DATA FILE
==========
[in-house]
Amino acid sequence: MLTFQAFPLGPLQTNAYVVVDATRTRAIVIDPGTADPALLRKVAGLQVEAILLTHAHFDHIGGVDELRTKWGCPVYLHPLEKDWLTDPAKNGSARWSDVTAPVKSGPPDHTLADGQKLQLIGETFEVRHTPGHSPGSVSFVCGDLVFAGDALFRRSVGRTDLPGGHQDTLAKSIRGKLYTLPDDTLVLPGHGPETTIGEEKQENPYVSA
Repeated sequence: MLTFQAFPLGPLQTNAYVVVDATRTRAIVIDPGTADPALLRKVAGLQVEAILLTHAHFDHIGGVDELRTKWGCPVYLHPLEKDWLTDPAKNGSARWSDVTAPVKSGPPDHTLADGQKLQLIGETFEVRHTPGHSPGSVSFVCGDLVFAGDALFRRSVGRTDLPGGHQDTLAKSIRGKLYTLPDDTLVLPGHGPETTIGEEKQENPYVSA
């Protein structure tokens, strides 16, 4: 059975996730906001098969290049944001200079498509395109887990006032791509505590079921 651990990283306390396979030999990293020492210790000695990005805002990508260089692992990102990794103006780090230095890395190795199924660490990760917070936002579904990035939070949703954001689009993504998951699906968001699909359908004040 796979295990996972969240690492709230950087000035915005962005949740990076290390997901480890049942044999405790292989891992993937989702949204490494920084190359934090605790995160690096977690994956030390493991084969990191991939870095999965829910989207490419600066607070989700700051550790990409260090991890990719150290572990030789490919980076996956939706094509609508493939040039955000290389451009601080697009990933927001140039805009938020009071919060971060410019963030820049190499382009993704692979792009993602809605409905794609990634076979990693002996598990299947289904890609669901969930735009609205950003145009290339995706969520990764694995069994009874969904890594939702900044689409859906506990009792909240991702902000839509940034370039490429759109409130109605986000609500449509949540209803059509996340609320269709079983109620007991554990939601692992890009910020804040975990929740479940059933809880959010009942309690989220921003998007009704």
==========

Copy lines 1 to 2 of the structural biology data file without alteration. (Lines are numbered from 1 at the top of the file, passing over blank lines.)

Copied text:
[in-house]
Amino acid sequence: MLTFQAFPLGPLQTNAYVVVDATRTRAIVIDPGTADPALLRKVAGLQVEAILLTHAHFDHIGGVDELRTKWGCPVYLHPLEKDWLTDPAKNGSARWSDVTAPVKSGPPDHTLADGQKLQLIGETFEVRHTPGHSPGSVSFVCGDLVFAGDALFRRSVGRTDLPGGHQDTLAKSIRGKLYTLPDDTLVLPGHGPETTIGEEKQENPYVSA